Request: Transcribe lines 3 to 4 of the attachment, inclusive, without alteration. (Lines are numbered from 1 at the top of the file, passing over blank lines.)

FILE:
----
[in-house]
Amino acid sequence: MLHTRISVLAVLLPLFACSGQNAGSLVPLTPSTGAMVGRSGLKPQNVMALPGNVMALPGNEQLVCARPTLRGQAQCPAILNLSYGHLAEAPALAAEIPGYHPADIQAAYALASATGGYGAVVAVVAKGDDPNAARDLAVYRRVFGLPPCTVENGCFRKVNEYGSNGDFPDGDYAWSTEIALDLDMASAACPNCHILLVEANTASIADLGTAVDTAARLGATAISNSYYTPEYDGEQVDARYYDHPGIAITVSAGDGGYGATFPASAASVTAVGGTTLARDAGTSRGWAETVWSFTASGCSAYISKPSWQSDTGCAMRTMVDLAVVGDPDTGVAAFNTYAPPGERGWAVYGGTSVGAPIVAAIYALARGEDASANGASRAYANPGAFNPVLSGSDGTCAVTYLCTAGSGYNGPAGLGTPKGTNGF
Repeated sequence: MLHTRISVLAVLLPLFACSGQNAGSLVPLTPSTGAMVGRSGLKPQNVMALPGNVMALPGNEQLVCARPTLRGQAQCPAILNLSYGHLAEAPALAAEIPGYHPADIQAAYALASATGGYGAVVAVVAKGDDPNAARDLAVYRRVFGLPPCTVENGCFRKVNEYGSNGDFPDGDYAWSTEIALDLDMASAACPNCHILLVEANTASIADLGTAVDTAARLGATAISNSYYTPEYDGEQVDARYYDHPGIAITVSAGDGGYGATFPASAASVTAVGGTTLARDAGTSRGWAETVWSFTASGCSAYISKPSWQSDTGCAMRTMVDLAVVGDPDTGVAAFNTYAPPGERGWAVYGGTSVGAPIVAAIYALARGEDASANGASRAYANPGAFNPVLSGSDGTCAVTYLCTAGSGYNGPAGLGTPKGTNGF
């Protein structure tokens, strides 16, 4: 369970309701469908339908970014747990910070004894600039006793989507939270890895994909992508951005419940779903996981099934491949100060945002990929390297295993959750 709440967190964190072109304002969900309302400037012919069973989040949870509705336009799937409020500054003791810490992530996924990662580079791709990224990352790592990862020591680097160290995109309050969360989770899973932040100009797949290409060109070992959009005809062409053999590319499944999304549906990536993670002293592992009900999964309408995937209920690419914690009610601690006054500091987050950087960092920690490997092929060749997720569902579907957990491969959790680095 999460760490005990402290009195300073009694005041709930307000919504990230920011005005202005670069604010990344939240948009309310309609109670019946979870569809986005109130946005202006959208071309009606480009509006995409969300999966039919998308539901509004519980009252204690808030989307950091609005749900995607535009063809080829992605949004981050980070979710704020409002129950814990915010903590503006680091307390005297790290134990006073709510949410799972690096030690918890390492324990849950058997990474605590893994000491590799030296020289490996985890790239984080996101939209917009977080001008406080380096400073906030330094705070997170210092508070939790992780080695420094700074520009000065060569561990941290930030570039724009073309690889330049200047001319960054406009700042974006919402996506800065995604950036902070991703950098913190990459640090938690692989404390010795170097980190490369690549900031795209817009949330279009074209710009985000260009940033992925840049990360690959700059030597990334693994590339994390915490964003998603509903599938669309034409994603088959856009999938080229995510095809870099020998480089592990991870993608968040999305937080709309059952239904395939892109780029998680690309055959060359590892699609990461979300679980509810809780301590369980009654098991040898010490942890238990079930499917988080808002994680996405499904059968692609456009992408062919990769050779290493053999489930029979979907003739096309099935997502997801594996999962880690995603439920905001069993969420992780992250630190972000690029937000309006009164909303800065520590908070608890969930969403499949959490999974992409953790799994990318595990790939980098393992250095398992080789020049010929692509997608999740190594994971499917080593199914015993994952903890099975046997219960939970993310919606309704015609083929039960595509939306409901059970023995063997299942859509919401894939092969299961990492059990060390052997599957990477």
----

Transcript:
Repeated sequence: MLHTRISVLAVLLPLFACSGQNAGSLVPLTPSTGAMVGRSGLKPQNVMALPGNVMALPGNEQLVCARPTLRGQAQCPAILNLSYGHLAEAPALAAEIPGYHPADIQAAYALASATGGYGAVVAVVAKGDDPNAARDLAVYRRVFGLPPCTVENGCFRKVNEYGSNGDFPDGDYAWSTEIALDLDMASAACPNCHILLVEANTASIADLGTAVDTAARLGATAISNSYYTPEYDGEQVDARYYDHPGIAITVSAGDGGYGATFPASAASVTAVGGTTLARDAGTSRGWAETVWSFTASGCSAYISKPSWQSDTGCAMRTMVDLAVVGDPDTGVAAFNTYAPPGERGWAVYGGTSVGAPIVAAIYALARGEDASANGASRAYANPGAFNPVLSGSDGTCAVTYLCTAGSGYNGPAGLGTPKGTNGF
């Protein structure tokens, strides 16, 4: 369970309701469908339908970014747990910070004894600039006793989507939270890895994909992508951005419940779903996981099934491949100060945002990929390297295993959750 709440967190964190072109304002969900309302400037012919069973989040949870509705336009799937409020500054003791810490992530996924990662580079791709990224990352790592990862020591680097160290995109309050969360989770899973932040100009797949290409060109070992959009005809062409053999590319499944999304549906990536993670002293592992009900999964309408995937209920690419914690009610601690006054500091987050950087960092920690490997092929060749997720569902579907957990491969959790680095 999460760490005990402290009195300073009694005041709930307000919504990230920011005005202005670069604010990344939240948009309310309609109670019946979870569809986005109130946005202006959208071309009606480009509006995409969300999966039919998308539901509004519980009252204690808030989307950091609005749900995607535009063809080829992605949004981050980070979710704020409002129950814990915010903590503006680091307390005297790290134990006073709510949410799972690096030690918890390492324990849950058997990474605590893994000491590799030296020289490996985890790239984080996101939209917009977080001008406080380096400073906030330094705070997170210092508070939790992780080695420094700074520009000065060569561990941290930030570039724009073309690889330049200047001319960054406009700042974006919402996506800065995604950036902070991703950098913190990459640090938690692989404390010795170097980190490369690549900031795209817009949330279009074209710009985000260009940033992925840049990360690959700059030597990334693994590339994390915490964003998603509903599938669309034409994603088959856009999938080229995510095809870099020998480089592990991870993608968040999305937080709309059952239904395939892109780029998680690309055959060359590892699609990461979300679980509810809780301590369980009654098991040898010490942890238990079930499917988080808002994680996405499904059968692609456009992408062919990769050779290493053999489930029979979907003739096309099935997502997801594996999962880690995603439920905001069993969420992780992250630190972000690029937000309006009164909303800065520590908070608890969930969403499949959490999974992409953790799994990318595990790939980098393992250095398992080789020049010929692509997608999740190594994971499917080593199914015993994952903890099975046997219960939970993310919606309704015609083929039960595509939306409901059970023995063997299942859509919401894939092969299961990492059990060390052997599957990477």